Legal Meets Practical: Accessible Solutions

Is This PTSD Treatment Method Legal In Your State?

As many of you know, numerous states already allow veterans who suffer from post-traumatic stress disorder (“PTSD”) access to medical marijuana. Currently, twenty states (including Guam and Puerto Rico) permit medical marijuana to be used to treat PTSD. These include the following:

  • Arizona
  • Arkansas
  • California
  • Connecticut
  • Delaware
  • Florida
  • Hawaii
  • Illinois
  • Maine
  • Maryland
  • Massachusetts
  • Michigan
  • Minnesota
  • Montana
  • Nevada
  • New Jersey
  • New Mexico
  • North Dakota
  • Ohio
  • Oregon
  • Pennsylvania
  • Rhode Island
  • Washington, D.C.
  • Puerto Rico
  • Guam

In addition to these states, other states are beginning to recognize medical marijuana as a legitimate means of treating PTSD. For example, laws to allow usage are in the works in Colorado, Georgia, and New Mexico. If you are a veteran or a family member who believes medical marijuana may be a viable method of treating PTSD (or if you have strong feelings against it), it may be worth looking into whether this is an item on the legislative agenda.

Furthermore, if you are an active military member, know that using medical marijuana may not be an option even if it is legal in your state. This because the military still considers marijuana a controlled substance. Someone in active duty caught using the drug could be punished and in most cases, processed for separation from the military. For someone who is not on active duty, it could still result in a discharge, which could close the door for future benefits and career options.

To be frank, medical marijuana for PTSD treatment is not an issue I have followed. I do, however, know that many have strong opinions one way or the other – some who say that it amounts to “self medication” (such as alcohol), and some who believe that it as viable a treatment method as a pill prescription. With 20 states already having signed legislation legalizing medical marijuana as treatment for PTSD, more will likely follow in the next few years.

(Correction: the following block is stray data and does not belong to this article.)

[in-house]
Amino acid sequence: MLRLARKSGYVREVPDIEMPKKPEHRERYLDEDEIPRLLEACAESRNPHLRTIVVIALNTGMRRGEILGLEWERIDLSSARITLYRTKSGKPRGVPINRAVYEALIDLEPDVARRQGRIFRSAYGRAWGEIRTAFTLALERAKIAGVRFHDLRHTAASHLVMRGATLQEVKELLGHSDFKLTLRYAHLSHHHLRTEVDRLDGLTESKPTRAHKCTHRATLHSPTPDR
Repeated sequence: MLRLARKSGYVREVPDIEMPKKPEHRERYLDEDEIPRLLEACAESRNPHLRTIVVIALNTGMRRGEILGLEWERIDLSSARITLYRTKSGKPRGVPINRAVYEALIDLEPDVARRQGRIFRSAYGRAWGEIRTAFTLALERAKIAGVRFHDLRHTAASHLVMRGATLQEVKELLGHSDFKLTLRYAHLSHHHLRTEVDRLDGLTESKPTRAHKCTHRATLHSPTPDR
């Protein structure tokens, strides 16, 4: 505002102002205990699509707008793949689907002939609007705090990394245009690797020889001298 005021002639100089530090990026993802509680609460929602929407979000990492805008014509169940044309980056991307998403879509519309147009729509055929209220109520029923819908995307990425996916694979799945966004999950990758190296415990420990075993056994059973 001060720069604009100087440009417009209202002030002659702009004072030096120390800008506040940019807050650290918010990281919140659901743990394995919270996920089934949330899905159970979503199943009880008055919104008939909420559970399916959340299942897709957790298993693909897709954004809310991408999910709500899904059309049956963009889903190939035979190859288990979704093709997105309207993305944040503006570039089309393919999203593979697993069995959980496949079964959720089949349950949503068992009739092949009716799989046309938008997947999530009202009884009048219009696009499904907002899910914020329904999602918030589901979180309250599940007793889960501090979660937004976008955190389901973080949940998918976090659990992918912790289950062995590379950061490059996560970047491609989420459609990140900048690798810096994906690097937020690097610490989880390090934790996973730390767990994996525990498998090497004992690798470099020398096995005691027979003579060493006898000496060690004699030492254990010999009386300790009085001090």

If you’re interested in learning more about this subject – current state-based legislation, benefits and drawbacks, legal issues, etc., find a great resource here. And, as always, if you have opinions on this subject or know of further resources, please feel free to comment.

Lively discourse is, of course, legal everywhere.

*Did you find this article informative? If so, sign up for Sarah Schauerte’s legal blog on veteran’s issues at: http://www.legalmeetspractical.com.

 

2 Responses to “Is This PTSD Treatment Method Legal In Your State?”

  1. I can’t, per V.A rules smoke or consume pot. I have a SDVOSB and could have my benefits taken from me if I test positive for it but, since I started the business in 2009 I have chosen not to use the drug. There are drugs the V.A can prescribe that are legal for treating PTSD but they are still a drug, just like pot. I am 69 and have found that staying sober and busy are my keys to treating my PTSD. I’m not saying I don’t have a couple of beers with the boys now and then but becoming dependant on any substance is not the answer.
    I want to go through life aware of myself and my surroundings and situation. This is just my way of dealing with PTSD. Maybe Staying busy is the key. We shall see.

  2. It should be legal for medical AND recreational use, as it is no more or less harmful than alcohol. That said, without a test to determine WHEN you used the drug you’d be driving under the influence and thus likely lose your driving license.

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